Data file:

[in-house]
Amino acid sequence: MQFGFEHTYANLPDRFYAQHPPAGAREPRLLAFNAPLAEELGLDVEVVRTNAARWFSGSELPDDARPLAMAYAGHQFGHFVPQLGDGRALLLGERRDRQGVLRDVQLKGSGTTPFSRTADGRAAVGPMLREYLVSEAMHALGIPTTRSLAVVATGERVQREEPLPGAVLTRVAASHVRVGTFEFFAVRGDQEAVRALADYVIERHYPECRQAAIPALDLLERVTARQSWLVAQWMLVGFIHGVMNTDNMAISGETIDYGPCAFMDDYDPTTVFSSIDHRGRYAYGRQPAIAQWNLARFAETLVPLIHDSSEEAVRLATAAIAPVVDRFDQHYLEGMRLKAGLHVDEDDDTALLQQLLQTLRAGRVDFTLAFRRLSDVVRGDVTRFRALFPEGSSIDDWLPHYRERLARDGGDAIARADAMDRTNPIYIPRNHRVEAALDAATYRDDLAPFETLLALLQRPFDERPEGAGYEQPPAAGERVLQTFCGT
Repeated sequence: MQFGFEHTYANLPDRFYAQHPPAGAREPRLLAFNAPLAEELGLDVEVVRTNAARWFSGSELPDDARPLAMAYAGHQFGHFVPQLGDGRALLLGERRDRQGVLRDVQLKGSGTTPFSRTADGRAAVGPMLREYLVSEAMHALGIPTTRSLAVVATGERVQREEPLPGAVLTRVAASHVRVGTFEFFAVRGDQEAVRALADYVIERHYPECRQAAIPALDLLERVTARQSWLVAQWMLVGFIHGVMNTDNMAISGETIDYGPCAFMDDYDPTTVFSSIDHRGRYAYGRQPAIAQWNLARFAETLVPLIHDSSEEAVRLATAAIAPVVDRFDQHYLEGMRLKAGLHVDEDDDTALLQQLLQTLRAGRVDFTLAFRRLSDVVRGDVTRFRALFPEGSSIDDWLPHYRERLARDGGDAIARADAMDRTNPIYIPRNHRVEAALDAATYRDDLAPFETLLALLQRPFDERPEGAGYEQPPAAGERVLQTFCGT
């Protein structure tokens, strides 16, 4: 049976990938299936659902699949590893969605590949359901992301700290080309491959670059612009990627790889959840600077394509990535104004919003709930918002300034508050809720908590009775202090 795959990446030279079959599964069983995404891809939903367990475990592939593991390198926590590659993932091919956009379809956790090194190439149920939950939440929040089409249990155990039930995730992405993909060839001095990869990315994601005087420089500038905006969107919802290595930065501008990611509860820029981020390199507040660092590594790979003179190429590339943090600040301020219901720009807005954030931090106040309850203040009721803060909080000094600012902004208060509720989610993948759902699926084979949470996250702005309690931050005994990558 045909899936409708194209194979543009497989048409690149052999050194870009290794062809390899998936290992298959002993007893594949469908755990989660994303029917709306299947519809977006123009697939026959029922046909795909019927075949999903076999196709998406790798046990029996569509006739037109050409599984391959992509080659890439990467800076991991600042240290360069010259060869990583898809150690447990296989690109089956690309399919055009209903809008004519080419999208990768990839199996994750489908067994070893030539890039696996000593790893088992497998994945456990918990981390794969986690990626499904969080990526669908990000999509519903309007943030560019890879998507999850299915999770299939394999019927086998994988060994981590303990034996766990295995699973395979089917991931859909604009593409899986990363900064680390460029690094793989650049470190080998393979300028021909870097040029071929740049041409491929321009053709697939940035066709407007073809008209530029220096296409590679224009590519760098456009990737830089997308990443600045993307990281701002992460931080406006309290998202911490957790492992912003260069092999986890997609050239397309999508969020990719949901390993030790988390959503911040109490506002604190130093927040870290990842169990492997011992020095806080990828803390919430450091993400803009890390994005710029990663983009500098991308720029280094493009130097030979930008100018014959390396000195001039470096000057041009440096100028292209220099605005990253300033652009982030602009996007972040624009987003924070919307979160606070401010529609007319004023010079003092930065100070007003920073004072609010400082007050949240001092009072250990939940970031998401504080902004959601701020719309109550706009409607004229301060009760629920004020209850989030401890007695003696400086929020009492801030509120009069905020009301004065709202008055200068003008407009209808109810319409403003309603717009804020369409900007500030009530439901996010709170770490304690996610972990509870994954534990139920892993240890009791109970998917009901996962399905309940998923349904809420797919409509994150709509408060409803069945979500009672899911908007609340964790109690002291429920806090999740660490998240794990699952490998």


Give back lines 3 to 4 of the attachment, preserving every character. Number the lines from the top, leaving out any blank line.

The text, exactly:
Repeated sequence: MQFGFEHTYANLPDRFYAQHPPAGAREPRLLAFNAPLAEELGLDVEVVRTNAARWFSGSELPDDARPLAMAYAGHQFGHFVPQLGDGRALLLGERRDRQGVLRDVQLKGSGTTPFSRTADGRAAVGPMLREYLVSEAMHALGIPTTRSLAVVATGERVQREEPLPGAVLTRVAASHVRVGTFEFFAVRGDQEAVRALADYVIERHYPECRQAAIPALDLLERVTARQSWLVAQWMLVGFIHGVMNTDNMAISGETIDYGPCAFMDDYDPTTVFSSIDHRGRYAYGRQPAIAQWNLARFAETLVPLIHDSSEEAVRLATAAIAPVVDRFDQHYLEGMRLKAGLHVDEDDDTALLQQLLQTLRAGRVDFTLAFRRLSDVVRGDVTRFRALFPEGSSIDDWLPHYRERLARDGGDAIARADAMDRTNPIYIPRNHRVEAALDAATYRDDLAPFETLLALLQRPFDERPEGAGYEQPPAAGERVLQTFCGT
């Protein structure tokens, strides 16, 4: 049976990938299936659902699949590893969605590949359901992301700290080309491959670059612009990627790889959840600077394509990535104004919003709930918002300034508050809720908590009775202090 795959990446030279079959599964069983995404891809939903367990475990592939593991390198926590590659993932091919956009379809956790090194190439149920939950939440929040089409249990155990039930995730992405993909060839001095990869990315994601005087420089500038905006969107919802290595930065501008990611509860820029981020390199507040660092590594790979003179190429590339943090600040301020219901720009807005954030931090106040309850203040009721803060909080000094600012902004208060509720989610993948759902699926084979949470996250702005309690931050005994990558 045909899936409708194209194979543009497989048409690149052999050194870009290794062809390899998936290992298959002993007893594949469908755990989660994303029917709306299947519809977006123009697939026959029922046909795909019927075949999903076999196709998406790798046990029996569509006739037109050409599984391959992509080659890439990467800076991991600042240290360069010259060869990583898809150690447990296989690109089956690309399919055009209903809008004519080419999208990768990839199996994750489908067994070893030539890039696996000593790893088992497998994945456990918990981390794969986690990626499904969080990526669908990000999509519903309007943030560019890879998507999850299915999770299939394999019927086998994988060994981590303990034996766990295995699973395979089917991931859909604009593409899986990363900064680390460029690094793989650049470190080998393979300028021909870097040029071929740049041409491929321009053709697939940035066709407007073809008209530029220096296409590679224009590519760098456009990737830089997308990443600045993307990281701002992460931080406006309290998202911490957790492992912003260069092999986890997609050239397309999508969020990719949901390993030790988390959503911040109490506002604190130093927040870290990842169990492997011992020095806080990828803390919430450091993400803009890390994005710029990663983009500098991308720029280094493009130097030979930008100018014959390396000195001039470096000057041009440096100028292209220099605005990253300033652009982030602009996007972040624009987003924070919307979160606070401010529609007319004023010079003092930065100070007003920073004072609010400082007050949240001092009072250990939940970031998401504080902004959601701020719309109550706009409607004229301060009760629920004020209850989030401890007695003696400086929020009492801030509120009069905020009301004065709202008055200068003008407009209808109810319409403003309603717009804020369409900007500030009530439901996010709170770490304690996610972990509870994954534990139920892993240890009791109970998917009901996962399905309940998923349904809420797919409509994150709509408060409803069945979500009672899911908007609340964790109690002291429920806090999740660490998240794990699952490998």